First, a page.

Now...it later transpired that he was correct, in part. For whilst the radiated signal did indeed come from Droitwich, the programme feed was routed via Sutton Coldfield.

So...has the venerable 198kHz behemoth been falsely maligned? Has there been a fault further back in the chain?
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Old 4th Feb 2019, 1:34 am   #30
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Default Re: BBC Radio 4 198 kHz long wave sibilance.

I certainly have my doubts about there being anything wrong with either of the final transmitters due to the problem being on both 198Khz and FM.
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Old 5th Feb 2019, 12:05 am   #31
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Default Re: BBC Radio 4 198 kHz long wave sibilance.

I had a go at filming the time pips on my analyser last night when there wasn't any obvious sibilance. See below for the video. The 1kHz pips still look quite good but I'm not convinced that the transmission is quite as clean as usual. It's a lot better than it was last Friday but there is still some spectral spreading beyond +/- 5kHz when the announcer says words with an 's' at the end. So maybe there is still a hint of sibilance? Maybe this level of spreading is insignificant, but it normally looks a bit better than this.

The pips do look like a sine wave when the captured analyser data is demodulated and you can see on the analyser that the main modulation sidebands are at 1kHz and there are no visible sidebands at odd order multiples of 1kHz. So I don't think there is any kind of filtered square wave being sent. It looks like they are at least trying for a clean sine wave at 1kHz.

If you look closely, the main carrier dips on modulation peaks and I recall that someone on here mentioned that they dip the carrier power like this to improve efficiency.

I've got about 5 minutes of captured IQ data from last Friday when the sibilance was bad and I could post up what the pips look like when the transmission has this problem?

Sorry about the dodgy quality of the short video but I hope it is interesting.

https://youtu.be/F4xJ1wX7Z4w
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Old 5th Feb 2019, 12:16 am   #32
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Default Re: BBC Radio 4 198 kHz long wave sibilance.

The transmitted signal should stay within its transmission bandwidth even if distortion has been added earlier in the distribution chain, though I don't have an explanation and agree it's very puzzling.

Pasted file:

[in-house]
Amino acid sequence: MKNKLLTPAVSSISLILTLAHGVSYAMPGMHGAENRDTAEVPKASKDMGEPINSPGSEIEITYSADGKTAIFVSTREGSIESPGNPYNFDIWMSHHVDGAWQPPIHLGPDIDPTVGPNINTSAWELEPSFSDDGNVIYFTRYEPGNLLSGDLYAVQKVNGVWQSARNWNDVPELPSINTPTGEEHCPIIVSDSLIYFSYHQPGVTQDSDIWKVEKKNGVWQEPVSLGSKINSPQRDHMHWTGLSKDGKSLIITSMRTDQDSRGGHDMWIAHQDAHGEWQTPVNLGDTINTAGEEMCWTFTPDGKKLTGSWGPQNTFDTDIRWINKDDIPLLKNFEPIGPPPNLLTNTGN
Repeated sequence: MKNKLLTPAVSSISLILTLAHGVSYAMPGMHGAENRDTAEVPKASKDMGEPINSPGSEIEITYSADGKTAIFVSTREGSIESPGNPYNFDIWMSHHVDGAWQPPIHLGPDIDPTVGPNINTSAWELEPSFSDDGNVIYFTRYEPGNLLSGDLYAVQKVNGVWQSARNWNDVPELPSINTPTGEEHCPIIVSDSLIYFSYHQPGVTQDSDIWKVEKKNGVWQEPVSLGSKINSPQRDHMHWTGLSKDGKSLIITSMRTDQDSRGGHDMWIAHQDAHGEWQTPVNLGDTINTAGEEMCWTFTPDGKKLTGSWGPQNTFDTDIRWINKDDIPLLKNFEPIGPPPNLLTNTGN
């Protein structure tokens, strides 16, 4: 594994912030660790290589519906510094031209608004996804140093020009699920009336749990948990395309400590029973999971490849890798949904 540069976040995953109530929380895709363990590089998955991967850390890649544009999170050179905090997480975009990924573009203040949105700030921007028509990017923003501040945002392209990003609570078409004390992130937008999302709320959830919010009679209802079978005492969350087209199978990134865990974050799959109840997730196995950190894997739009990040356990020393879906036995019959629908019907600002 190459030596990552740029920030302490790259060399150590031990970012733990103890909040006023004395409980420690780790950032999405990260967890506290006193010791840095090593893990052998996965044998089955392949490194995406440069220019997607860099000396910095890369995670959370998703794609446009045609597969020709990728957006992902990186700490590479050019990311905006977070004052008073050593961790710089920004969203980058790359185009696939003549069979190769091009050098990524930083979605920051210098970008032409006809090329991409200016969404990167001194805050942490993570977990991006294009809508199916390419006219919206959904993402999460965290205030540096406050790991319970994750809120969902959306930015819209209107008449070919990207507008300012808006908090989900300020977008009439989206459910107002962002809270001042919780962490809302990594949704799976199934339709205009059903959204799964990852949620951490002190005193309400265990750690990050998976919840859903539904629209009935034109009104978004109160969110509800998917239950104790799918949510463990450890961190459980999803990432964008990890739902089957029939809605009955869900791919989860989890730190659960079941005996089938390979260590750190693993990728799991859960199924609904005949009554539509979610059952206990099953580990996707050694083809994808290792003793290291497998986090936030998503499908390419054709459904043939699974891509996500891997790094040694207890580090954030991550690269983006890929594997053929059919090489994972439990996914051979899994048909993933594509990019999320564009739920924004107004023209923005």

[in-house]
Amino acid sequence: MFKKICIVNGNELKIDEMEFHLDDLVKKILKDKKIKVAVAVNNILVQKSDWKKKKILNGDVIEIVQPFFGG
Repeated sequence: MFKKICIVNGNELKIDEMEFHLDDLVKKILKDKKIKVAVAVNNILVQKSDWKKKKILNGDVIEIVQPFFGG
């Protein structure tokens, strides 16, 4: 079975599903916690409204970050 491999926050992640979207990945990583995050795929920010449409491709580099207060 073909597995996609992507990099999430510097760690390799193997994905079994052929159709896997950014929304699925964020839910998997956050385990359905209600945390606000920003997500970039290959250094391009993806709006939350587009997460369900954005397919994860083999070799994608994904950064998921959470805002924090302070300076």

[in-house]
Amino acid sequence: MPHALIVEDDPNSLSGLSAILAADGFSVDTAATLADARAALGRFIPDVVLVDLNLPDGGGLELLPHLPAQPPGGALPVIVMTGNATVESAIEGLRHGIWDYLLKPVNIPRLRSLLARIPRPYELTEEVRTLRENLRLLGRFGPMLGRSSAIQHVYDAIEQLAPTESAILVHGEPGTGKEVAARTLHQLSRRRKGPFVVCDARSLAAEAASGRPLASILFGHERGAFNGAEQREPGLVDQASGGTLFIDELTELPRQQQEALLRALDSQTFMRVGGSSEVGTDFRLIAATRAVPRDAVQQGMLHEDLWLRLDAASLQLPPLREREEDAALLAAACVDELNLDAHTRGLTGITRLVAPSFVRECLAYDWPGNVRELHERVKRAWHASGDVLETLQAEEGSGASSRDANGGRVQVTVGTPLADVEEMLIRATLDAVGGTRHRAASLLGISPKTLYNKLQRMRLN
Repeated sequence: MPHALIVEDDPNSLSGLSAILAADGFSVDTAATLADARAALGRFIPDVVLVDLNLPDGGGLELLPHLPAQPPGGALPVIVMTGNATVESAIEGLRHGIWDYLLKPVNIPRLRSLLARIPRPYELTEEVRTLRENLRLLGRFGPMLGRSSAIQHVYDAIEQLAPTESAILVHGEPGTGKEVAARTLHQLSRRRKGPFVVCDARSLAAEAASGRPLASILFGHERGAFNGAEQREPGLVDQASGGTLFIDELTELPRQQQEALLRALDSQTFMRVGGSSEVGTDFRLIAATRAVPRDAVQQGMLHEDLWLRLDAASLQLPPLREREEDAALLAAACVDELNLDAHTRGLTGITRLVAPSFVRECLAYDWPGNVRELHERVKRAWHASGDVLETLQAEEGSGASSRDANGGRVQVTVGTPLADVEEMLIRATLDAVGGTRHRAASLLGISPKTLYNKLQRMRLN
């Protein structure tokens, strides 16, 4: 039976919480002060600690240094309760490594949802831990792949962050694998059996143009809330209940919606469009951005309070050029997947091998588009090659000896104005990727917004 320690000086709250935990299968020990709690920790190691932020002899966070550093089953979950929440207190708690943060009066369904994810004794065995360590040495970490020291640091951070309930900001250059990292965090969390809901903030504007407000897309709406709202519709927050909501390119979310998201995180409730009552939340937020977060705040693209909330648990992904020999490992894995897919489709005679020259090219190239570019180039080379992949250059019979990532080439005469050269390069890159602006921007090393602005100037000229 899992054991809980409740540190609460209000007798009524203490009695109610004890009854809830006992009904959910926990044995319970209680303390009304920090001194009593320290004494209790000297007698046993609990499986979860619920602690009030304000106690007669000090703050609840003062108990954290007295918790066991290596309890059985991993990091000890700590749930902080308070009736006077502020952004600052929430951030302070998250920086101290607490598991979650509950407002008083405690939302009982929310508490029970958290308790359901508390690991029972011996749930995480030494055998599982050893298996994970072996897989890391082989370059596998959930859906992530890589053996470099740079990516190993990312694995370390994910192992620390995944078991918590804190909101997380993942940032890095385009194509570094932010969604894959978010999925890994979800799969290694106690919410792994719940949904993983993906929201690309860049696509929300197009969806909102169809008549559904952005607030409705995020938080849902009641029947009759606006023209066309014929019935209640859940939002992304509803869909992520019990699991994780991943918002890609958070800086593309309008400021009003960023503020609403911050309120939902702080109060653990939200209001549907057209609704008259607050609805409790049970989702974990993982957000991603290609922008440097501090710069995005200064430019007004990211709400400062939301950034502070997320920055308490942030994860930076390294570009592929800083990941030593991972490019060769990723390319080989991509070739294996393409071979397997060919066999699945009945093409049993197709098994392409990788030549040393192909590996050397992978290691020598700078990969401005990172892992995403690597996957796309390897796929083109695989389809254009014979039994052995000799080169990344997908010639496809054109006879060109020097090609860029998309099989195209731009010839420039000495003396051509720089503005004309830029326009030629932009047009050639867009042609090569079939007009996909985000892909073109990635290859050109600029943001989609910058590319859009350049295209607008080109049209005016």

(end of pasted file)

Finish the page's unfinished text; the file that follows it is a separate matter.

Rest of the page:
To complicate things further, I understand the distribution circuit to Droitwich R4 is some arcane ISDN arrangement separate from the standard BBC Nicam circuits. This dates back to the 80s when 198kHz was still expected to have a military / civil defence role in a national emergency.
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Old 5th Feb 2019, 11:58 am   #33
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Default Re: BBC Radio 4 198 kHz long wave sibilance.

Quote:
Originally Posted by Hartley118
The pips sound magnificent on DAB.
But always slightly late?
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Old 10th Feb 2019, 1:18 am   #34
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Default Re: BBC Radio 4 198 kHz long wave sibilance.

Quote:
The transmitted signal should stay within its transmission bandwidth even if distortion has been added earlier in the distribution chain, though I don't have an explanation and agree it's very puzzling.
I had a bit of free time today to play with a larger (passive) antenna and this antenna works across the whole SW band. So I could compare BBC R4 against other stations.

I compared it against 1053kHz Talksport and both were received with about the same signal strength on the analyser (within a couple of dB). However, the Talksport transmission stays within its +/-5kHz bandwidth without any splashy IMD beyond this bandwidth. The BBC R4 transmission on 198kHz showed a fair bit of splashy IMD beyond +/- 5kHz today and I think it was slightly worse than my earlier video and the time pips had a bit more distortion on them today. So it is as if the signal quality has degraded a bit since it was 'fixed' last week.
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Old 10th Feb 2019, 4:09 am   #35
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Default Re: BBC Radio 4 198 kHz long wave sibilance.

Do members of the public ever notice this sibulant fault state? I've never seen anything in the Radio Times for example!

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Old 11th Feb 2019, 12:39 am   #36
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Default Re: BBC Radio 4 198 kHz long wave sibilance.

I think it would have been noticed by lots of listeners on the day it was sounding poor (Friday 1/2/2019?) as it didn't sound good at all on that day.

I did search the internet for problem reports for R4 on 198kHz and it had already been reported as a problem on at least one site for that day. I can't remember if it said it was noisy or if it said it was distorted but I think it was this site here that reported the problem:

http://www.radioandtvhelp.co.uk/inte...radio/am_radio

So it does look like the problem gets noticed and the time of the report appeared to be just before it was fixed on that Friday afternoon. However, I can't actually find that report today so maybe they delete them after a while.

I recorded the pips again today and demodulated them directly in the analyser and the analyser can show the modulation envelope for each pip. Each pip looks to be about 100ms long and the final pip is about 500ms long. They seem to be spaced exactly 1 second apart on the leading edge of each pip. The pip envelope has a rise and fall time of a few ms.
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Old 11th Feb 2019, 12:58 am   #37
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Default Re: BBC Radio 4 198 kHz long wave sibilance.

There was-or is, some kind of a relay TX here in Bexhill. A few years ago, I bought a Murphy set from a chap who lived nearby. He had a huge coil of telephone extension cable in the hallway and said that it was the only way that he could stop Radio 4 harmonically resonating and breaking through on his calls-a bit like Taxi's and stage amps!.